The Negev provides a special kind of uncertainty, something Bill calls a “maybe-you-can-make-it-and-maybe-you-can’t” mentality. There is climatic instability; you are never sure if there’s going to be enough water to sustain life. One can only trust in God for provision. This is significant for understanding why God brought the Israelites into the wilderness in the first place. They could only rely on God’s provision and wisdom to lead them through the wilderness, the treacherous terrain and the “fiery serpents and scorpions”. This way, the people could not take pride in their own strength or wisdom to deliver them, but only God’s. This is a message that the Israelites learned very slowly, and it even took an entire generation to die out in the barren wasteland, but eventually they learned to trust in the Lord and not their own strength, and so the Lord raised up Joshua to lead them into the land. This trip colored and added dimension to just a sliver of what was so terrible and difficult about living and wandering in the Wilderness for forty years as the Israelites did, and also gave us a glimpse of the power and faithfulness of God for bringing them through it all kicking and screaming.

Our first stop on the first day of our four-day Negev trip was in Beersheba—a site Abraham named when he lived there in the 3rd Century B.C. It is located in the central basin of the Negev, and it is where Abraham lived for much of his life in the Lord’s service. Jacob lived there for several years like his grandfather, and Samuel’s sons were involved with it also—as described in I Sam. 7:2. Abraham, Lot and Sarah traveled to Beersheba for the first time in Gen. 12:9-13:2, but were forced to travel to Egypt because of famine.

Sarah probably took ownership of Hagar when the Pharaoh forced them to leave. In Gen. 21, Hagar and Ishmael were expelled into the “wilderness of Beersheba”, and Ishmael lived in the wilderness of Paran and started his family there. Later in Gen. 21, Abraham and Abimelech settled on property and water rights at Beersheba, which leads to Beersheba receiving it’s name—“well of the oath.” When we were in Beersheba, we simply looked around at wells and cisterns and other ruins in the excavations. One of the most interesting things was the horned alter replica., which is based on the design of the replica they found dismantled in Beersheva. It is possible that Hezekiah destroyed it during his religious purging as recorded in II Kings.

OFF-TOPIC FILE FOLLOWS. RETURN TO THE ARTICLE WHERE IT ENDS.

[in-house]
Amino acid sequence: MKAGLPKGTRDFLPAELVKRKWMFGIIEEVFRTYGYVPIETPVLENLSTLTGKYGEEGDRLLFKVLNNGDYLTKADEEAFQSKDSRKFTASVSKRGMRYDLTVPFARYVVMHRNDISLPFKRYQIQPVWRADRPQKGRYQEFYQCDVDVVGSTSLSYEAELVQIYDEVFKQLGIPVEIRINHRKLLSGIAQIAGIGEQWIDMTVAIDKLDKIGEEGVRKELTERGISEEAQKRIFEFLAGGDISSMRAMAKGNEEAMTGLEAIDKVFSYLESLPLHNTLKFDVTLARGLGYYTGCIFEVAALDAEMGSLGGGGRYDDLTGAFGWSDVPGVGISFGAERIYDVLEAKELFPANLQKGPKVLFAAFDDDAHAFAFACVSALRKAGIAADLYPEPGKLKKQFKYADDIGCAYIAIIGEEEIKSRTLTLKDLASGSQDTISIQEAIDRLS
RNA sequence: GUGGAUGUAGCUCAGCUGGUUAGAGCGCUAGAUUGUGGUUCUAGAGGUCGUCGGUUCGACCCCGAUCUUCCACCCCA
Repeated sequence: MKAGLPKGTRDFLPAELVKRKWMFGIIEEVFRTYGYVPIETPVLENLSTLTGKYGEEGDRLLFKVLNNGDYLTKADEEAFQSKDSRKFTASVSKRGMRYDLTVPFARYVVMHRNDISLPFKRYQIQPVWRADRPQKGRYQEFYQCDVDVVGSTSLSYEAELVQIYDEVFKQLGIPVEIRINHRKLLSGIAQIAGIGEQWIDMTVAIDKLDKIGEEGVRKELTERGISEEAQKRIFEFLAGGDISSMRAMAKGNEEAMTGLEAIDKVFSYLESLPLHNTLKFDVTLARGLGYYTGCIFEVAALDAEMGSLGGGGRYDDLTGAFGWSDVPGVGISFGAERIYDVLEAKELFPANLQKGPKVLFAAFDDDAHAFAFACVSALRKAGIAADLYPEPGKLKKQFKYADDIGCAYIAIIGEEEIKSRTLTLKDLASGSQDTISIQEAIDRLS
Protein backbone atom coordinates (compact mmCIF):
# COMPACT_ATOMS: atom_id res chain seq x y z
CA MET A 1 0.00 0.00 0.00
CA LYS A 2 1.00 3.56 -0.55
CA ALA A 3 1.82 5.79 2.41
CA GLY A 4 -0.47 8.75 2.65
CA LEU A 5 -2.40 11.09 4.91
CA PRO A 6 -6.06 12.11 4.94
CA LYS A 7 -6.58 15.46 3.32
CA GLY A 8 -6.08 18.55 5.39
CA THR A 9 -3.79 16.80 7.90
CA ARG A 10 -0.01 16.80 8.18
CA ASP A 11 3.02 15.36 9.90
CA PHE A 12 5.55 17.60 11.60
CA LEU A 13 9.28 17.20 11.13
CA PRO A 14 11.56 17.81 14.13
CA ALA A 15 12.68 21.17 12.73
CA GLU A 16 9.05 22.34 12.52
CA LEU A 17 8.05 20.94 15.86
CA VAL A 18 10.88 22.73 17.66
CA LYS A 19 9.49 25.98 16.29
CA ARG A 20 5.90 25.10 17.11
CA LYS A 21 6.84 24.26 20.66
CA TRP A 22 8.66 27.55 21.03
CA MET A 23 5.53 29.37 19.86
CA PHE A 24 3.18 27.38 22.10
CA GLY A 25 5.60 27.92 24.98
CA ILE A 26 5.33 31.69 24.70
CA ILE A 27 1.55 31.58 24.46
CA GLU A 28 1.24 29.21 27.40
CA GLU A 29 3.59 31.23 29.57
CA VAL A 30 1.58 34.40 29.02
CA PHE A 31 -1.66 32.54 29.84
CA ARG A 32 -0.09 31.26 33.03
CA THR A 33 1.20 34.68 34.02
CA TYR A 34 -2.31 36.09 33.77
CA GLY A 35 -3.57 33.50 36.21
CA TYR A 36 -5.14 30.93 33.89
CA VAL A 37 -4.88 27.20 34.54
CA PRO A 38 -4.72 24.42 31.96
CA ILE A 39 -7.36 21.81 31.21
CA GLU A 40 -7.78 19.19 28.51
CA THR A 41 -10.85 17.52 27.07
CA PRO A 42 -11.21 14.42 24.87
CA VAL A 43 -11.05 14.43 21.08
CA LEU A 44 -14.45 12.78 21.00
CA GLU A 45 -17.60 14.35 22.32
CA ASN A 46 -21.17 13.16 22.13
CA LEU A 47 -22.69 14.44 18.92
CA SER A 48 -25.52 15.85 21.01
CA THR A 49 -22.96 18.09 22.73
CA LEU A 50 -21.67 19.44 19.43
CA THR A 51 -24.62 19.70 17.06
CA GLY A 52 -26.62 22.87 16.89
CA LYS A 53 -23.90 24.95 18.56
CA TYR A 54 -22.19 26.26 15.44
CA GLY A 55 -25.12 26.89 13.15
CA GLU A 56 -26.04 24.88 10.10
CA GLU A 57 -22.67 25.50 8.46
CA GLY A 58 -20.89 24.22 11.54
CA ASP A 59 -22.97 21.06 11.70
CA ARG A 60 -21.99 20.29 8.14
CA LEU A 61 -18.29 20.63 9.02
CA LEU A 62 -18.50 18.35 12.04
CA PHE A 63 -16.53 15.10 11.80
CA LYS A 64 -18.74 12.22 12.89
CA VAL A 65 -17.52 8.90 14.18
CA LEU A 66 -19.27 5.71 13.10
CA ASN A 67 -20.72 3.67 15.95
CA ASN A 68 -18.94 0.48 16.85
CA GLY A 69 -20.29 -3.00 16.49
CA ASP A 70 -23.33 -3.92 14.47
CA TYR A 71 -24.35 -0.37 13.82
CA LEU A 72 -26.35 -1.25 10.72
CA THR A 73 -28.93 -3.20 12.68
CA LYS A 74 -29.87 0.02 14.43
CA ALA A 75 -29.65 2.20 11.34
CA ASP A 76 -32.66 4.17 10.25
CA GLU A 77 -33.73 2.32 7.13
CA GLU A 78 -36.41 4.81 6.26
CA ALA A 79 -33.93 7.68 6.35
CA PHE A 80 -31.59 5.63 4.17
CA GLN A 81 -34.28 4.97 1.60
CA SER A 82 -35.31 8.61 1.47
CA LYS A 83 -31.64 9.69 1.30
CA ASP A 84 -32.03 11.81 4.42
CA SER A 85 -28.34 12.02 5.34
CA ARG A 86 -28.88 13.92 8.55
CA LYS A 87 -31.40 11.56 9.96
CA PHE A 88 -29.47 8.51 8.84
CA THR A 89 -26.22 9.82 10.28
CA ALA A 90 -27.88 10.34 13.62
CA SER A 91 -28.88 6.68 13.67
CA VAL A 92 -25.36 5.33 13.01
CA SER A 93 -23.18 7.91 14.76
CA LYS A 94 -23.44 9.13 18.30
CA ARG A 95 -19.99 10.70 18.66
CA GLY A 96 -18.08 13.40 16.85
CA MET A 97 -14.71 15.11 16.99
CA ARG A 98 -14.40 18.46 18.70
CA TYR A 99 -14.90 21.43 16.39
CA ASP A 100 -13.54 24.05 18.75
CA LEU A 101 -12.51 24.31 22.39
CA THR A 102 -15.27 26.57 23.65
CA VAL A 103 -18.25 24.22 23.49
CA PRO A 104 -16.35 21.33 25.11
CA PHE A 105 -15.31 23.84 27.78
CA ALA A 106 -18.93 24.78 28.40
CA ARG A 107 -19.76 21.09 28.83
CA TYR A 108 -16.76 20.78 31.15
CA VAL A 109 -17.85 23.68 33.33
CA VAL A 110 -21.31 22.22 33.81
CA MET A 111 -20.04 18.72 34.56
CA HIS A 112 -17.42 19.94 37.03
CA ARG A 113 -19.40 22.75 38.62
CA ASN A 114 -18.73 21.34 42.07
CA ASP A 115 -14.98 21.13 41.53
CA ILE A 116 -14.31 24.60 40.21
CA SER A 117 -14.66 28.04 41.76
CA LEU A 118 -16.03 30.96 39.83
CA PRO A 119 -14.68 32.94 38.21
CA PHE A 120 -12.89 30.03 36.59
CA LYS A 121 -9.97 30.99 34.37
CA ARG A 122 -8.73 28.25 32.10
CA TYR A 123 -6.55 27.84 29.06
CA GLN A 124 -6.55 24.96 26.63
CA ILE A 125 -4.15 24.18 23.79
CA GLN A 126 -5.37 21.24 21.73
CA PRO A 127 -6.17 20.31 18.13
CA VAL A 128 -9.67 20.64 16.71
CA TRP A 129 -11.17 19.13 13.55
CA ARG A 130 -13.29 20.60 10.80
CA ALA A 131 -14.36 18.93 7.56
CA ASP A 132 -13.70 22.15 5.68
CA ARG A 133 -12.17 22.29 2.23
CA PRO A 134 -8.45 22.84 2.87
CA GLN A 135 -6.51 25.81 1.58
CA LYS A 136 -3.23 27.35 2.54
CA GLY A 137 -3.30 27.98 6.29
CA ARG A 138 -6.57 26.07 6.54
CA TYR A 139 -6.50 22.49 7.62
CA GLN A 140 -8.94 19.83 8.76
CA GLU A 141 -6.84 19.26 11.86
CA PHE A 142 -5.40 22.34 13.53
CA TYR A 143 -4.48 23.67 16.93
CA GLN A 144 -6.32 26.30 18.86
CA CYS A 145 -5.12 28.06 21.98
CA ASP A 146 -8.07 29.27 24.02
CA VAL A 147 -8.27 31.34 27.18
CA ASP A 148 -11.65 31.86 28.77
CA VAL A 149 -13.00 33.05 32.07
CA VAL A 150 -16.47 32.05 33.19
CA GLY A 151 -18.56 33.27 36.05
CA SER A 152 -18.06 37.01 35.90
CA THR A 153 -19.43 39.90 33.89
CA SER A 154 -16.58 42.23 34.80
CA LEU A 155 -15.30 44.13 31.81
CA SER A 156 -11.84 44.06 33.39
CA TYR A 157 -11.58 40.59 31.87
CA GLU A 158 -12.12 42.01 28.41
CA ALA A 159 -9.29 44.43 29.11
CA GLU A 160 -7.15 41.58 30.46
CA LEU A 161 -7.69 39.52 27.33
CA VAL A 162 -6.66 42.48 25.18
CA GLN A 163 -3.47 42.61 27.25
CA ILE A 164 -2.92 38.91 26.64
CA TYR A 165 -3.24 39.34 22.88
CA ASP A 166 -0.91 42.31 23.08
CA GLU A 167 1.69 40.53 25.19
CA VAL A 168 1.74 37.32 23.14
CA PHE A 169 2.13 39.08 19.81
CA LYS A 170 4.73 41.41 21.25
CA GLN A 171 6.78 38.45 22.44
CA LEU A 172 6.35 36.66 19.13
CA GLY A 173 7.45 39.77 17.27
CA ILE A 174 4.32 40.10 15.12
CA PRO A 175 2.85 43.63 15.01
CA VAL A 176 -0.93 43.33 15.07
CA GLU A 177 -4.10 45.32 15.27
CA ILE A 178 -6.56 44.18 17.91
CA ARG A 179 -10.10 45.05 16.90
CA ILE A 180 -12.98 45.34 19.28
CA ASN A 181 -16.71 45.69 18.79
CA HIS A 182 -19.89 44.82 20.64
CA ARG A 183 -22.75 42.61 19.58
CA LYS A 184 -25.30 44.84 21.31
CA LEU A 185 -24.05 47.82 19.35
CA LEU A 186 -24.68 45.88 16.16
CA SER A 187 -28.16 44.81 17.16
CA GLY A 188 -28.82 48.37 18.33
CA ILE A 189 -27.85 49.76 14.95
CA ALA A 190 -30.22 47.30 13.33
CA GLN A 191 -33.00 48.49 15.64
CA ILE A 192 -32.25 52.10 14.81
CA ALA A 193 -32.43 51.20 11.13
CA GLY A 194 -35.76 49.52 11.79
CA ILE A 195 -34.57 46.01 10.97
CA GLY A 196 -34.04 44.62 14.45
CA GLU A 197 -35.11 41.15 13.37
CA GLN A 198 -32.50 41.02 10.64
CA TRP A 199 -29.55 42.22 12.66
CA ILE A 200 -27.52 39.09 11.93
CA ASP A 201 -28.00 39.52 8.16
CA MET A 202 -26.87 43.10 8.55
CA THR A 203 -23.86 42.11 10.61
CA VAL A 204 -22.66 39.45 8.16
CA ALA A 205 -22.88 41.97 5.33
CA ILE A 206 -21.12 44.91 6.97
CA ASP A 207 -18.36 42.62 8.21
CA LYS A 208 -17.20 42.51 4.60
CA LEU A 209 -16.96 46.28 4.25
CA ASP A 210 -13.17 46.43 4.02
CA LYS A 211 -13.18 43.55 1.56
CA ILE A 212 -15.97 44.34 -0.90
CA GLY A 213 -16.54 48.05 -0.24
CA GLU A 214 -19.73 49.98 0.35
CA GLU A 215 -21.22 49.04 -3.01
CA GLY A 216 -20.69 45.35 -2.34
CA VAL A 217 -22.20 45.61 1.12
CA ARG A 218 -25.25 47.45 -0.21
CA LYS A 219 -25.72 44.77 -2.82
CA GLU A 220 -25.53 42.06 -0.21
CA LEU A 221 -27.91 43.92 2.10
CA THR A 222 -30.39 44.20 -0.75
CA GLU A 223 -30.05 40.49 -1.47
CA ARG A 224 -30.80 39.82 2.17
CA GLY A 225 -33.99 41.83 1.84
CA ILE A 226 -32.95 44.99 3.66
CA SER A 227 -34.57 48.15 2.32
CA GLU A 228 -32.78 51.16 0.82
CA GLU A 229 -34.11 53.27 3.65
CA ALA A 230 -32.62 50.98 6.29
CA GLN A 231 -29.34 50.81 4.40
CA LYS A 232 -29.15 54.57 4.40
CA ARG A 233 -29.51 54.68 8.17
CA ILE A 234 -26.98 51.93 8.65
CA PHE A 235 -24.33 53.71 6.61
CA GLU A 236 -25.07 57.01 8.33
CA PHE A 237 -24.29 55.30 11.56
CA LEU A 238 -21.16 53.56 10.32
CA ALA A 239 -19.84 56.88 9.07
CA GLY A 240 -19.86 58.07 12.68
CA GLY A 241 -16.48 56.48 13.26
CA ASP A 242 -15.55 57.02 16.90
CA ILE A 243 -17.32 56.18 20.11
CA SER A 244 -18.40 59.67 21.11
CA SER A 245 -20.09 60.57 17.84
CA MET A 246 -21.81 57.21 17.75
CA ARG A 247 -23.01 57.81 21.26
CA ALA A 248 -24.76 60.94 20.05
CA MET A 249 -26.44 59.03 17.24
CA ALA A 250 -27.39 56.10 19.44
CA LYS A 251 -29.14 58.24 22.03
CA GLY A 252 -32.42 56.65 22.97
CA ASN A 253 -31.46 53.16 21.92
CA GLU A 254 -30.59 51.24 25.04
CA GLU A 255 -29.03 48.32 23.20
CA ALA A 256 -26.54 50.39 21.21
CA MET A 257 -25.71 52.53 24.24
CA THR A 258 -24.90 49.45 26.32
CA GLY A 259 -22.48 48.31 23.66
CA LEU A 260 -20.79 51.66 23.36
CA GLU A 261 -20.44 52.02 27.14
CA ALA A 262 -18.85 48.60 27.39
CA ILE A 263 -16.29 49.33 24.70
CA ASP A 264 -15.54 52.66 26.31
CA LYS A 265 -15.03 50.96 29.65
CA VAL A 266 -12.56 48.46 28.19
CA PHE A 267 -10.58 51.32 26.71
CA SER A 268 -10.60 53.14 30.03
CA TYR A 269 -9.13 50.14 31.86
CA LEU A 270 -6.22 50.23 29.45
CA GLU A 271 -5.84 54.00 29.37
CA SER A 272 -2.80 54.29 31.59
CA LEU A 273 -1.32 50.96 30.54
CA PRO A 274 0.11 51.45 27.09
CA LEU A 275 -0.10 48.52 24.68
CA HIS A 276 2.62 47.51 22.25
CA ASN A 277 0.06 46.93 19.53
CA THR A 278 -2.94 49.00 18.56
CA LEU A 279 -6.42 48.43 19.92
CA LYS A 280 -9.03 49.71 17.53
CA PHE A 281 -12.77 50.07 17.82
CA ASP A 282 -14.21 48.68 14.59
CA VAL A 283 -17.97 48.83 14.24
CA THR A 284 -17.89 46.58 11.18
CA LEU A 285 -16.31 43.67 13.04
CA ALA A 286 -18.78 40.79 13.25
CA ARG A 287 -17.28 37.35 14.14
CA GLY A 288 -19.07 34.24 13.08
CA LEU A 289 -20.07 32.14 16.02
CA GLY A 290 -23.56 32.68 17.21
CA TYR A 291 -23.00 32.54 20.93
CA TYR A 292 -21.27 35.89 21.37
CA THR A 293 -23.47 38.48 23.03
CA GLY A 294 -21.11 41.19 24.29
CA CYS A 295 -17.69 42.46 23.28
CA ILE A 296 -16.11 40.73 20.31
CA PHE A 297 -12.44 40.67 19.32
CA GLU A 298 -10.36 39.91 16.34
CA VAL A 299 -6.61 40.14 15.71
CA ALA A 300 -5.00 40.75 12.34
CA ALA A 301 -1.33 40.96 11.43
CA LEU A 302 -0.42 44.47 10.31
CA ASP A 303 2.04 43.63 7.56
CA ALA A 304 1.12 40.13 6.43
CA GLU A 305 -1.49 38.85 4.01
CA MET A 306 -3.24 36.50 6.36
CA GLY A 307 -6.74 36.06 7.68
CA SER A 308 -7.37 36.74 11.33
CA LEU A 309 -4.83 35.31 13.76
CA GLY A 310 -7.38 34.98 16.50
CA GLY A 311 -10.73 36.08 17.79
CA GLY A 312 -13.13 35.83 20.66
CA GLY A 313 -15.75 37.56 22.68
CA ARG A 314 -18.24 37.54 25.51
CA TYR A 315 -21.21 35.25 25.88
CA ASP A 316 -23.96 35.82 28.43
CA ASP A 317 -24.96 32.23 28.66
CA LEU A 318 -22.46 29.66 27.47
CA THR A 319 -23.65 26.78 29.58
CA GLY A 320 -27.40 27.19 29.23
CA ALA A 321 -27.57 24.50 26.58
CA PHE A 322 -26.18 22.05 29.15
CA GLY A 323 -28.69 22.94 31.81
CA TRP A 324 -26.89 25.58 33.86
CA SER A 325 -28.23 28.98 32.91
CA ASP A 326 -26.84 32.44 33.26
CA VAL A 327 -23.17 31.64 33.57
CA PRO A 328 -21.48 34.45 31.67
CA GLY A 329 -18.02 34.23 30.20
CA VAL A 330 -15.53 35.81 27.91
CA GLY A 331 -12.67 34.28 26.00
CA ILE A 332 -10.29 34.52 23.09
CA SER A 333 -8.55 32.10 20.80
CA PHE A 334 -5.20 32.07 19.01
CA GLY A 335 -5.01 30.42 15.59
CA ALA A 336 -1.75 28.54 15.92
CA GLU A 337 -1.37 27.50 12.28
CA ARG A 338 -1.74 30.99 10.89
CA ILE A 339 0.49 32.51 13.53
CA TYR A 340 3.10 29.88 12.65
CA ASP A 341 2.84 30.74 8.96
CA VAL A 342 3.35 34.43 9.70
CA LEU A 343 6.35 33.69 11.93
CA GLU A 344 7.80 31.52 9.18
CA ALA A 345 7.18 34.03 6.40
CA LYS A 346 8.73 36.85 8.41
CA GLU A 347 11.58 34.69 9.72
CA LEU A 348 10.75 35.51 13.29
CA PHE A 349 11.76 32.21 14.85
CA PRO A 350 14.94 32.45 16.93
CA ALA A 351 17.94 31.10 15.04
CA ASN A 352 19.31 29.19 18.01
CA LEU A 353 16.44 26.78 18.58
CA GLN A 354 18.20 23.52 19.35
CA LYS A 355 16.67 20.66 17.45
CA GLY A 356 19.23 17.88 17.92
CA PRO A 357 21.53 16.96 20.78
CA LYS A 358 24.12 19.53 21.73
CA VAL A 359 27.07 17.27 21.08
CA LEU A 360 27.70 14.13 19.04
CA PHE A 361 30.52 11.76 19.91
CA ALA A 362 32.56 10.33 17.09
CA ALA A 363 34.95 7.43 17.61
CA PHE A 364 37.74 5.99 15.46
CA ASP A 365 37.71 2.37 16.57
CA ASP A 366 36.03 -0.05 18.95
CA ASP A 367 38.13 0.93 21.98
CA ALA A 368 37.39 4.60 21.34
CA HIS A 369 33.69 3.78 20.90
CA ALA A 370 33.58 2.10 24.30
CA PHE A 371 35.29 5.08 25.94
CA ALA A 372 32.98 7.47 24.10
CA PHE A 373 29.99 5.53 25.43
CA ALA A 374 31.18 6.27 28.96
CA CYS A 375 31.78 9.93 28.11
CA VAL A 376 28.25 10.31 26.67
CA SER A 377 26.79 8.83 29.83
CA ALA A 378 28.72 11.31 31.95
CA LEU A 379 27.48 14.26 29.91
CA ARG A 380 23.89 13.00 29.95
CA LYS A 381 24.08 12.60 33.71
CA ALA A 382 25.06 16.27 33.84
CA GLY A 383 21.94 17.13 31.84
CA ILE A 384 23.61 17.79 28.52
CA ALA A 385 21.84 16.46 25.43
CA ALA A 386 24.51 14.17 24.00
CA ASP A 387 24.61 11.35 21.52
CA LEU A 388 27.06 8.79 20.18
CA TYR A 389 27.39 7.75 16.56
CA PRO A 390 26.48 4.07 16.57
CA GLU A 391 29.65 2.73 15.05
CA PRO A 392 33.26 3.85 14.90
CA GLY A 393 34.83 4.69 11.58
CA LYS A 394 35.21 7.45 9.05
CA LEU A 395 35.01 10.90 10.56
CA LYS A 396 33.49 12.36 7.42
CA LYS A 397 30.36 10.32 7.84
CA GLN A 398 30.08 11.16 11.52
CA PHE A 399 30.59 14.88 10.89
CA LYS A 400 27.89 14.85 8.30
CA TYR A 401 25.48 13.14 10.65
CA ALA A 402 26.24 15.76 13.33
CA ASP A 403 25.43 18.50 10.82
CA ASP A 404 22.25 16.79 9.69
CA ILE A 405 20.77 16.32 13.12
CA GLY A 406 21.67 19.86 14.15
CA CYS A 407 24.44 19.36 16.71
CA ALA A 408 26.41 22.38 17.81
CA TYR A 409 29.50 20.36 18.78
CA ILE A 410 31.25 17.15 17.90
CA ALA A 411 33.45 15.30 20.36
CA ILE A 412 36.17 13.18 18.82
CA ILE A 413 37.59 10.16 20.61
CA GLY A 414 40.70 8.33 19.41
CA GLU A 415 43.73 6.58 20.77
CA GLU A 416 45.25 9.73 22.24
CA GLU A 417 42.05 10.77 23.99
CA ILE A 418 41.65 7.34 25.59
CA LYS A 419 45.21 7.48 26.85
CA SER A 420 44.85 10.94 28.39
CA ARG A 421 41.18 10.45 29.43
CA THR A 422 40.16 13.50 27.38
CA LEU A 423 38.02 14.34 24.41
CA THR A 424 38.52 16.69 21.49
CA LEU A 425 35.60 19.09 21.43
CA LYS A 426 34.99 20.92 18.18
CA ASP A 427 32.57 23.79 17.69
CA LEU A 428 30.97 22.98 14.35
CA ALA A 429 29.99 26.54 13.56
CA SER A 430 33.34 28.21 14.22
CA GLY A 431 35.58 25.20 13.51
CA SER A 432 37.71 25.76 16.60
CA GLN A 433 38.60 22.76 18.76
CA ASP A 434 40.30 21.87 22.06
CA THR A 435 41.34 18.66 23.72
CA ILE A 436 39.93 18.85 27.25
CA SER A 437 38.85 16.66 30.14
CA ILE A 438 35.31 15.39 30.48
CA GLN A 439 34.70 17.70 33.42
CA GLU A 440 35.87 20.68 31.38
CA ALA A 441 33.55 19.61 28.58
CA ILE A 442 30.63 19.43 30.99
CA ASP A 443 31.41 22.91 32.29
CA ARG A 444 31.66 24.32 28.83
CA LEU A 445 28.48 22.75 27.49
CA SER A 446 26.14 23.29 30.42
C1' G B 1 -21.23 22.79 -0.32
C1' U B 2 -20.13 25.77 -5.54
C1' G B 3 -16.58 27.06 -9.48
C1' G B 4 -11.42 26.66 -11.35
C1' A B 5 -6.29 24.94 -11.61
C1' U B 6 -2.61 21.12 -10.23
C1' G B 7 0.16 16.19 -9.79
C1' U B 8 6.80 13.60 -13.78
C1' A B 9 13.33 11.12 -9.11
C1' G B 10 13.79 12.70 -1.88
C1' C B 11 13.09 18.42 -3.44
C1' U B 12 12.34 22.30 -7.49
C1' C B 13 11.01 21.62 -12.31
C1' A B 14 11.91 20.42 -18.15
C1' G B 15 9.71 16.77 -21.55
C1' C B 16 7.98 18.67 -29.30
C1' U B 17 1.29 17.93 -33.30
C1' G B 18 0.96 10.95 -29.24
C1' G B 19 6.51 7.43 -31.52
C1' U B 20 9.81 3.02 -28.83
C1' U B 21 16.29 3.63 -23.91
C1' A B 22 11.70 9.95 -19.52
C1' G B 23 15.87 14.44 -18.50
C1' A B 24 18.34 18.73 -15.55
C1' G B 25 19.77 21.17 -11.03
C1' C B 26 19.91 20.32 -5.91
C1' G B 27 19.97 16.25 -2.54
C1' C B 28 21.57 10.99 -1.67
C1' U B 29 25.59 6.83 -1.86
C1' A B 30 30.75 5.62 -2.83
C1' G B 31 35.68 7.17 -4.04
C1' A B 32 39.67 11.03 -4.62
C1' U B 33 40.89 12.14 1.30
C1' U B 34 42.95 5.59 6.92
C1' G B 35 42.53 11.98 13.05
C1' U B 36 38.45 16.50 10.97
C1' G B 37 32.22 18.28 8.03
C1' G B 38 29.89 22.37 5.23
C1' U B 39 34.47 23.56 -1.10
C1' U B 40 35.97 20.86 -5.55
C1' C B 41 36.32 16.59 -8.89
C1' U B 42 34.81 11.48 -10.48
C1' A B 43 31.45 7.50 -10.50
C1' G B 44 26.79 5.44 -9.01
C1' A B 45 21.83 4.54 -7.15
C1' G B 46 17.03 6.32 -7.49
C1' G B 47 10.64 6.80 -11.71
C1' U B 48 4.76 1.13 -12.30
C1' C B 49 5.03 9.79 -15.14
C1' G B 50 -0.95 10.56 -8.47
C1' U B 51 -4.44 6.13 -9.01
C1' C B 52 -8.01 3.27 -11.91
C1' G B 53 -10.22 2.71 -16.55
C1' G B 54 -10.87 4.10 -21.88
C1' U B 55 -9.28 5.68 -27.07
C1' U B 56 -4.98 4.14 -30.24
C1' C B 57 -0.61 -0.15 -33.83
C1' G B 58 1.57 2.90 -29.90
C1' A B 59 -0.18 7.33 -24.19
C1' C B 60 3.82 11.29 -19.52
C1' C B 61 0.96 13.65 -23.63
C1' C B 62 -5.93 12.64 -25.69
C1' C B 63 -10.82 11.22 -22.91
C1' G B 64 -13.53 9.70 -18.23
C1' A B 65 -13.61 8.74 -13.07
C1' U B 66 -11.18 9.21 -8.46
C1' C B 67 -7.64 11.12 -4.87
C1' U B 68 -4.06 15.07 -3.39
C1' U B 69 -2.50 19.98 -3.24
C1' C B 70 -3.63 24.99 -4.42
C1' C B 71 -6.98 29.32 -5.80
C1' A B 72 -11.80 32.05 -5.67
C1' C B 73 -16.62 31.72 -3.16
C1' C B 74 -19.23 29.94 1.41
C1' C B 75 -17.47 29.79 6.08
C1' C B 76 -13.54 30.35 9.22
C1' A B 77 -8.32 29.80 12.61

Our second stop was the Iron Age city of Arad, where we visited some fortifications that included a Jewish temple dating back to that time period. Beneath us, there were ruins from an earlier version of Arad, one that dated back to the Early Bronze Age, meaning that it is very likely that Abraham and Lot would have walked through the very streets we did.

After visiting David Ben Gurion’s home in Sedeh Boker, we drove to Ain Avdat and took a hike through the Nahal Zin. Part of what made this hike so interesting is what had happened just a couple days before. Earlier that week and especially the weekend before, it had rained quite a bit in both that area and most of Israel, so there was a long, serpentine rivulet worming through the canyon. We walked along the stream, which caused problems for some—including me—who stepped in the water or slipped in the mud, smearing it down one side of their bodies. It was unusually cool for that area, as it was unusually cool for most of the week. But the temperate air made the trip that much more pleasant, as we didn’t have to deal with the scorching heat that most IBEX teams do. Our next stop was Avadat, a city built by Naboteans—copper miners from Egypt and the Sinai Peninsula. The ruins were rather well-maintained and the area was a neat place to walk around. Our final stop of the day was Mactesh Ramon, a giant crater in the middle of the Negev, likely formed by the Flood. We stayed in a hostel that night in Mitzpeh Ramon. And the evening and the morning was the first day.

The second day began with some wandering alone through the wilderness of Paran, and personal meditation on Deuteronomy 8. As I noted before, this trip helped me realize how dependant the Israelites were on God, and this trip to the wilderness brought that to focus. On a practical and personal level, the passage and the wilderness made me think about how sometimes we don’t think about how we’re a knife’s edge away from disaster or personal tragedy, and only the power and love of God keeps us from such fates. This small detour renewed my mind in God’s faithfulness and providence. Later, we hiked through the Red Canyons, followed by our trip to the modern city of Elat on the Gulf of Aqaba, replete with snorkeling and staying at a hotel with strange postmodern designs and billions of irritating junior high-age kids who played in the elevators at midnight with cans of Mountain Dew in thei hands, bouncing around and banging on doors. Besides that, our time in Elat was some of the best of the trip.